Minnesota Orchestra locks out musicians, cancels concerts

Minnesota Orchestra management locked out its musicians at midnight Sunday, and has canceled concerts through November, after the two sides failed to reach a contract agreement.

• Link: Orchestra's canceled performances

Meanwhile, at the Saint Paul Chamber Orchestra, management and musicians, facing their own midnight deadline, decided to keep playing under the old contract while talks continue. SPCO management warns it can only afford to do that for so long.

The Minnesota Orchestra lockout decision came as no huge surprise. Management put forward its first contract proposal almost six months ago. It's a tough document, containing cuts which would slash the average pay of a Minnesota Orchestra musician from $135,000 a year to $89,000.

Grow the Future of Public Media

MPR's budget year comes to a close on June 30. Help us close the gap by becoming a Sustainer today. When you make a recurring monthly gift, your gift will be matched by the MPR Member Fund for a whole year!

Management says large savings are necessary because the orchestra faces a deficit of almost $3 million this year, and more in coming years. However, musicians said they couldn't respond to the offer because they didn't have enough information about the orchestra's finances to make an informed decision, despite receiving over 1,200 pages of documents from management.

The musicians voted Saturday evening shortly after the orchestra management told them there would be a lockout unless there was a contract agreement by Sunday at midnight. The vote result announced by musicians' negotiator Doug Wright was no surprise either.

"We are absolutely unified in rejecting this," he said. "There was no discussion on, 'Well maybe we could take this, or maybe we could take that.' Absolutely none."

Musicians could each face a loss of 30 to 50 percent of their salaries under the proposal, raising the possibility that some might leave for better paying jobs elsewhere, threatening the orchestra's reputation as one of the best in the world.

Following the vote, management issued a statement saying the rejection was disappointing, but it hoped the musicians would bring a serious counter proposal to a meeting scheduled for Sunday afternoon.

Management left the meeting Sunday without talking to the press. When musicians emerged shortly after, and musicians' negotiator Tim Zavadil spoke, it was clear things had not gone well.

"Today the musicians made two offers. The first offer was to go to binding arbitration. That offer was rejected by the board of management."

A second offer to play and talk - to continue working and performing under the conditions of the last contract while continuing to negotiate -- was also rejected.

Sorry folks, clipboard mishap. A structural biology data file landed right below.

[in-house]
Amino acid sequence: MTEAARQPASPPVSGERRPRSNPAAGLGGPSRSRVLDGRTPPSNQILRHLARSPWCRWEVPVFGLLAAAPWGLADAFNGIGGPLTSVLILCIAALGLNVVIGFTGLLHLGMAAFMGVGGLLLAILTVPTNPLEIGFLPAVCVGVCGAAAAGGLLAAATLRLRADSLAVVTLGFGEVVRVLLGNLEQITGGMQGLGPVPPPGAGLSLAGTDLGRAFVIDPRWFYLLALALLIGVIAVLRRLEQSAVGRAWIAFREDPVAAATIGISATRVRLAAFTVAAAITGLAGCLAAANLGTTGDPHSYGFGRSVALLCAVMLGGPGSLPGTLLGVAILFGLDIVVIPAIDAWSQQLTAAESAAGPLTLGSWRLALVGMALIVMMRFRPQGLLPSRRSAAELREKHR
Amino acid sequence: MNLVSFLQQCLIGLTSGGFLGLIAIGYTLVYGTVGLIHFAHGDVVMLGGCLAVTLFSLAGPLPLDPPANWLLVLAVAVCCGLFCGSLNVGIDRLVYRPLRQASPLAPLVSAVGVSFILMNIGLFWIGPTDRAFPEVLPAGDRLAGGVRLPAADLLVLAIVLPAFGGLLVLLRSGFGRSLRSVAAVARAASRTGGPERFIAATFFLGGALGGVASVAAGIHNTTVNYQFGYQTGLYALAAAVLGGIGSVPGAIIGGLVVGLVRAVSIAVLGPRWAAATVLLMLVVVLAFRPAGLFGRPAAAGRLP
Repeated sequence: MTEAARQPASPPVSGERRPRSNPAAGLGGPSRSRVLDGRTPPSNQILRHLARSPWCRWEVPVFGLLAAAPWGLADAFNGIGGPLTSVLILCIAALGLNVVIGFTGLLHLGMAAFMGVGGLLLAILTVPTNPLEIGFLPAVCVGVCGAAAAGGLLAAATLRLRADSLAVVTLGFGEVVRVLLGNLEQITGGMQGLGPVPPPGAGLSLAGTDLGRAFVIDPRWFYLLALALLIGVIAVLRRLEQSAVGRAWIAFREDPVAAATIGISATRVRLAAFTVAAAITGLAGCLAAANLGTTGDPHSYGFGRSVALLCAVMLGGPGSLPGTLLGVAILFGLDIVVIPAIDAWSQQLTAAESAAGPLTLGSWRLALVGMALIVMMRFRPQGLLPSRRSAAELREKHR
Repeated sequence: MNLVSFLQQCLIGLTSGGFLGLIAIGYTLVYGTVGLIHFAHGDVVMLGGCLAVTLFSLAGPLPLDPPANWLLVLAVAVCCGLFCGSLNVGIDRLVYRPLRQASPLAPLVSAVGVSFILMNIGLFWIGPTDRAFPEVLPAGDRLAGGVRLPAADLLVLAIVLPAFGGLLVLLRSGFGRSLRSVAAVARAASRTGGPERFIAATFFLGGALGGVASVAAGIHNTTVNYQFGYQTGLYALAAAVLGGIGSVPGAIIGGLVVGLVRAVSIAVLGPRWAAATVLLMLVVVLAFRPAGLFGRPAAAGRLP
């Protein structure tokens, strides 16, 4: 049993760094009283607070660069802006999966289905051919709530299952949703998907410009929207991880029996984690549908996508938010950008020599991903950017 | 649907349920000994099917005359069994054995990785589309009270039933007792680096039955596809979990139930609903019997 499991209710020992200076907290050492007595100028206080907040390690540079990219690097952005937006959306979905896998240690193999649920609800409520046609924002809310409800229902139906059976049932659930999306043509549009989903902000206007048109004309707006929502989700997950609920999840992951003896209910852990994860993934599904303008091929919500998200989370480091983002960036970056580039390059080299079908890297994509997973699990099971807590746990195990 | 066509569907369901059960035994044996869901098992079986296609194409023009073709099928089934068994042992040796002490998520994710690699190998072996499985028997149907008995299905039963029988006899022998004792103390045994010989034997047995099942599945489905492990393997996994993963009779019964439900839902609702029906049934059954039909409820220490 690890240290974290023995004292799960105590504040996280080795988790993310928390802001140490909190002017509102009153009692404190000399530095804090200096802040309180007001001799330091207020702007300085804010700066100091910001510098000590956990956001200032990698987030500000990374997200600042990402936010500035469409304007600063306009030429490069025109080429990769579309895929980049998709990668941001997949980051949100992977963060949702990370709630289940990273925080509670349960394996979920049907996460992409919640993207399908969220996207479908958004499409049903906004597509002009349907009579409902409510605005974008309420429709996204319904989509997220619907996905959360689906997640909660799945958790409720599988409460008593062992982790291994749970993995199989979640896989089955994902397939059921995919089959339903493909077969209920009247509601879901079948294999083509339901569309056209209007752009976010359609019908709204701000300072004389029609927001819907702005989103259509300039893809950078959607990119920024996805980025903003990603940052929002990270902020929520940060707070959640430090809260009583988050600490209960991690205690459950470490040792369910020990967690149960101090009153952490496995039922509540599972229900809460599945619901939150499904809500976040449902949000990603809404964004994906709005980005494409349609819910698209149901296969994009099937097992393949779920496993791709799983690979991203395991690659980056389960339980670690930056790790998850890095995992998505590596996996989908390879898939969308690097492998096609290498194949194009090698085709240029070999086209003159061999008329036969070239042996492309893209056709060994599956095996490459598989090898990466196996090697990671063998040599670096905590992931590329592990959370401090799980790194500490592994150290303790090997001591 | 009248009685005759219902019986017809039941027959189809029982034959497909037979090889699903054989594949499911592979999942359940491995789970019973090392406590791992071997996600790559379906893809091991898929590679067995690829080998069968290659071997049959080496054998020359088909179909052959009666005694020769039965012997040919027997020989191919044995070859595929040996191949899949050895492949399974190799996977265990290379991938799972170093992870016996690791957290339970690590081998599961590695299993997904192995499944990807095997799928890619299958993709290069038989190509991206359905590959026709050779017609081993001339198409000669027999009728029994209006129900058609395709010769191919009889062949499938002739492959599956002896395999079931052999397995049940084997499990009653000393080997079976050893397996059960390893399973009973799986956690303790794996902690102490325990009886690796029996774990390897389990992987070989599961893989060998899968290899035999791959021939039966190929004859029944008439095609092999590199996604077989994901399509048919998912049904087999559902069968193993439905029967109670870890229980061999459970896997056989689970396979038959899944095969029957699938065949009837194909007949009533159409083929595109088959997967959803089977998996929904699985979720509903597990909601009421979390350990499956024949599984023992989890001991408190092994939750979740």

A management statement made clear why that wasn't going to happen.

"We respectfully decline the musicians' request to continue playing after the expiration of the contract and are puzzled as to why the musicians now want to turn such an important decision over to a single arbitrator. We have tremendous respect for our musicians, and hope that they come to the table with a reasonable counter offer and begin to negotiate with us," the statement said.

Musicians listened as the statement was read aloud. When asked if there was any reaction the musicians moved away, shaking their heads and looking grim.

"No, I've said what we need to say," said Zavadil.

Minnesota Orchestra President Michael Henson said the decisions to lock out musicians and cancel concerts were not taken lightly, but were necessary given the organization's long-term financial situation.

"We feel we need a period of time to actually negotiate appropriately and to hear some counter proposals from the musicians in terms of how we can actually find a resolution to this problem that we have," Henson said.

With a lockout, musicians will not be paid. The Minnesota Orchestra joins the Indianapolis Symphony in locking out its players. Last week musicians at the Atlanta Symphony agreed to a contract after a three week lockout.

Meanwhile, management and musicians at the Saint Paul Chamber Orchestra agreed to play and talk. Interim President Dobson West has proposed a fifteen percent cut in players salaries, a reduction in the size of the orchestra and a buyout of musicians 55 and older. Emerging from the meeting he said the two sides have been going through details of the proposal. More talks are scheduled for Oct. 11-12. He said, however, playing and talking can only go on so long.

"We can only afford a certain amount of time and we will have to assess that internally over the next few days to see how we are going to proceed with respect to our options," he said. The chair of the SPCO musicians negotiating committee Carole Mason Smith said she will meet with the other musicians in coming days to decide what to do next. She'd heard the news about the Minnesota Orchestra lockout.

"I think it is unfortunate," she said, "And I'm just glad that right now we are able to play and talk."

The SPCO musicians will play a free concert Tuesday at Macalester College. The Minnesota Orchestra season opener is not until Oct. 18, but it is anybody's guess as to whether that concert will go ahead.